Over 210 killed in fighting over Libya's Benghazi
Nov. 02, 2014
CAIRO (AP) — At least 210 people were killed in fighting in Libya's eastern city of Benghazi since troops loyal to the country's elected government launched an attempt to re-take the city from Islamist militias two weeks earlier, a medical official said Sunday.
The official would not identify those killed, or say whether they included government troops, indicating that the battle for control of Benghazi has not yet been settled.
The turmoil in Benghazi started when renegade Gen. Khalifa Hifter — a former Gadhafi army chief who joined the opposition decades before the uprising — launched a campaign against Islamist militias which were implicated in series of assassinations and attacks on journalists, activists, and security forces in the city.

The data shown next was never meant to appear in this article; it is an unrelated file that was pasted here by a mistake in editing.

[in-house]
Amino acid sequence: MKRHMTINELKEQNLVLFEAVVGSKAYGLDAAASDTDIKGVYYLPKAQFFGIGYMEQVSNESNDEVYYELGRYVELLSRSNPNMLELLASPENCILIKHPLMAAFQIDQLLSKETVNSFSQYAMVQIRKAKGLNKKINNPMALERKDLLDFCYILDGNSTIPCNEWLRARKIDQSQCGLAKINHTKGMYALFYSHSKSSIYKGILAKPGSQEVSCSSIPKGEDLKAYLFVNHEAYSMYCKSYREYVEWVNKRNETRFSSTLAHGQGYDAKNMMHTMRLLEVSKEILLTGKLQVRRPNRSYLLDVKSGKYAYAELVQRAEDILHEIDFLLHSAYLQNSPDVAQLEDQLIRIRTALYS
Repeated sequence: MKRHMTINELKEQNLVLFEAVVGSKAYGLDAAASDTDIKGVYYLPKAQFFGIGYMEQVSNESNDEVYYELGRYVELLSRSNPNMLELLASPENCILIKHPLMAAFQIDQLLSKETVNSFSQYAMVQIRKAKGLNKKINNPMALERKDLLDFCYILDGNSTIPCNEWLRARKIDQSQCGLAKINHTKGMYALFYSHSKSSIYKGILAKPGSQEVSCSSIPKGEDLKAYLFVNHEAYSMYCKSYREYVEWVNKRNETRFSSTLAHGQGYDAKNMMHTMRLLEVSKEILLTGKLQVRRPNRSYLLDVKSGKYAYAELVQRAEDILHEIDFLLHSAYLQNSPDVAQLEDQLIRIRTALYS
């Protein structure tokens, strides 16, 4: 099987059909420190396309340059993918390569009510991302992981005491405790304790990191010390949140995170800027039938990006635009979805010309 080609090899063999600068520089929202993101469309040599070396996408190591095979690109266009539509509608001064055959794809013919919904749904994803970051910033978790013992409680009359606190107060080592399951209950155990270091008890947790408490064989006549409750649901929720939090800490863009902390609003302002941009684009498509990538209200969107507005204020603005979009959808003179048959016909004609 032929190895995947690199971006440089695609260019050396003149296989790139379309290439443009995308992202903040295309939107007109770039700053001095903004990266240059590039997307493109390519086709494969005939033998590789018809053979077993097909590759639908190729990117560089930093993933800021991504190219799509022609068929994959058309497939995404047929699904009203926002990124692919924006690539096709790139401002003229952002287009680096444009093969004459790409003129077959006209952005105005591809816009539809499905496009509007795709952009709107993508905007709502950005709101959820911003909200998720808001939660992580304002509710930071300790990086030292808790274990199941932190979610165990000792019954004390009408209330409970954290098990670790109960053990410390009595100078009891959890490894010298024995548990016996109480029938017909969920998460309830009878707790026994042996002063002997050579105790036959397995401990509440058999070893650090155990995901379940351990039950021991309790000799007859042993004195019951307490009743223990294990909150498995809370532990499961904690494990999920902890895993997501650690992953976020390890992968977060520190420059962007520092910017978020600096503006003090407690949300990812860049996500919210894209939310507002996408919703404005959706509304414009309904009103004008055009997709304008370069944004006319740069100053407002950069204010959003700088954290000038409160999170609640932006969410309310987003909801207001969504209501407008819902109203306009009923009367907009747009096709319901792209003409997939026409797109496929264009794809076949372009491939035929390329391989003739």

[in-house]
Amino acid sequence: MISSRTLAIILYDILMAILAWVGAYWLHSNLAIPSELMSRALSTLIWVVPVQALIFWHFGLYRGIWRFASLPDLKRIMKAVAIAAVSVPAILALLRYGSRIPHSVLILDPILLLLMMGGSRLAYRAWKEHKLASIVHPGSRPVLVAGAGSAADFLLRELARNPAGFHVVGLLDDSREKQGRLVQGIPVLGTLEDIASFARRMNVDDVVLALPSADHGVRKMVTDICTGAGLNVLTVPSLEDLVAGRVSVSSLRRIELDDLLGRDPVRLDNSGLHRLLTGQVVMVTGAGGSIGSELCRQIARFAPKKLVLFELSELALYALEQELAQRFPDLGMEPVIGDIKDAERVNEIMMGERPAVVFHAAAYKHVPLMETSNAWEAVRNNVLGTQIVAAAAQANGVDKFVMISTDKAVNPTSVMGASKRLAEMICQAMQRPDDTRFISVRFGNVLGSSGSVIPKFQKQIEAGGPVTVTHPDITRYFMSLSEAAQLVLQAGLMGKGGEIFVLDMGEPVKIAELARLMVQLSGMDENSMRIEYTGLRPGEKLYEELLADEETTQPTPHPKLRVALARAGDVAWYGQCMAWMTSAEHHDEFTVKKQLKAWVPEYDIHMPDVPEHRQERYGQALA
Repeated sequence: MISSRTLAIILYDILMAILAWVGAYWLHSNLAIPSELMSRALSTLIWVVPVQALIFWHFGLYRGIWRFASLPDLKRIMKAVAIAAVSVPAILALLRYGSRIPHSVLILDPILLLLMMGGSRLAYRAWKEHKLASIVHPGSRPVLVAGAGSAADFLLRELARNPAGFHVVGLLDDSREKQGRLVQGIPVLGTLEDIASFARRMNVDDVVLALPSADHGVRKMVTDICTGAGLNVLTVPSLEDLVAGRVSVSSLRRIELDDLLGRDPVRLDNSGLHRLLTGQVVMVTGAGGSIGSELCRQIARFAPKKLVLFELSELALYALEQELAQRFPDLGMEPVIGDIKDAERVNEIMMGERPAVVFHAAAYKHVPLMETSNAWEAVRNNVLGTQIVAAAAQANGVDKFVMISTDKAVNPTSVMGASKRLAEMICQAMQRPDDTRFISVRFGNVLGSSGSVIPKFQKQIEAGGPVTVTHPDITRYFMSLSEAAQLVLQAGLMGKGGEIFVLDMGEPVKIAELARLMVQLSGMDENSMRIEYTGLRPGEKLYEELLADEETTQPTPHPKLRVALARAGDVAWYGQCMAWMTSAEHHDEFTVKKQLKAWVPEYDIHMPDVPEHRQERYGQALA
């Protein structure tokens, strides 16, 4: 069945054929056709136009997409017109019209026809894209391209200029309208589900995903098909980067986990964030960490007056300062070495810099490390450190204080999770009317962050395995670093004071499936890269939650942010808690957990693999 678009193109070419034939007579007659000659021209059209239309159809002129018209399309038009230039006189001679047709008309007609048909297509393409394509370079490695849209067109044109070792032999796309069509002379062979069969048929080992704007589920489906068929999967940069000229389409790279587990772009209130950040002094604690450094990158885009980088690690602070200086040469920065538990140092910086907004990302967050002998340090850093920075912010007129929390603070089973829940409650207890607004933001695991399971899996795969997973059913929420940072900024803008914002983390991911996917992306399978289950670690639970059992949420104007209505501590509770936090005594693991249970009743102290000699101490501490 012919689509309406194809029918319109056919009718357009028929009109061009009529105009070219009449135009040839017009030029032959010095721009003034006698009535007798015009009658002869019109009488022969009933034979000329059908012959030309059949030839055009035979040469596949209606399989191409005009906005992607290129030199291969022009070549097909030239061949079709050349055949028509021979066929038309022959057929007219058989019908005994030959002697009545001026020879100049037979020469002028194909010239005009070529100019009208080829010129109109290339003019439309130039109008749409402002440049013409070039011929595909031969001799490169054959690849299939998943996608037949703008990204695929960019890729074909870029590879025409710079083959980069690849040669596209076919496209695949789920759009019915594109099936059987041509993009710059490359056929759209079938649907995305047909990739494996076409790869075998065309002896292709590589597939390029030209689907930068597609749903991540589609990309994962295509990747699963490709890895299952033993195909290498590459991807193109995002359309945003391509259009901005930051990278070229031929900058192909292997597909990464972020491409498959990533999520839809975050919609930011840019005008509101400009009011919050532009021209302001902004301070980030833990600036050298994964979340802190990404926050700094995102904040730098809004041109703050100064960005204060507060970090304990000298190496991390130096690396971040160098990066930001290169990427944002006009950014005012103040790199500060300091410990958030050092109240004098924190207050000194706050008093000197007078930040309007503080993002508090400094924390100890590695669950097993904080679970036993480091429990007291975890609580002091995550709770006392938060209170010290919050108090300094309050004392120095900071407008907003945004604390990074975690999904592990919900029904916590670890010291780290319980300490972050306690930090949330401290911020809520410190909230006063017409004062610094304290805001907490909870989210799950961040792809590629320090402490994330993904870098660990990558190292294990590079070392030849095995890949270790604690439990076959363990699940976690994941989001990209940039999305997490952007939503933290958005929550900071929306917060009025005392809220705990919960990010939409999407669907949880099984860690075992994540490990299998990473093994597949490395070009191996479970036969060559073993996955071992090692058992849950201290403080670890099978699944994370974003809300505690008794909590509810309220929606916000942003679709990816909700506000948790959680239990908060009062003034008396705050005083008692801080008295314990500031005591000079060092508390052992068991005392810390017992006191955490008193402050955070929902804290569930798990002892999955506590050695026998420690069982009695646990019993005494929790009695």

Hifter won support among large sectors of Libyans but the army units loosely allied with him were defeated and forced to leave the city by Islamist militias.
Then, the internationally recognized government, led by Abdullah al-Thinni, joined ranks with Hifter and on Oct. 15, launched a wide offensive to retake the city. Until then, Hifter troops had largely fought from bases outside the city.
On Sunday, a security official in Benghazi said government troops have entered a new neighborhood in the city. The official said the troops are carrying out a wave of arrests against Islamist militias and have arrested one of their spokesmen.
Both officials spoke on condition of anonymity because they weren't authorized to brief reporters.
Libya is witnessing one of the worst spasms of violence since the downfall of longtime dictator Moammar Gadhafi. Powerful militias, who had fought to bring Gadhafi down, took control of the country, challenging the authority of central government.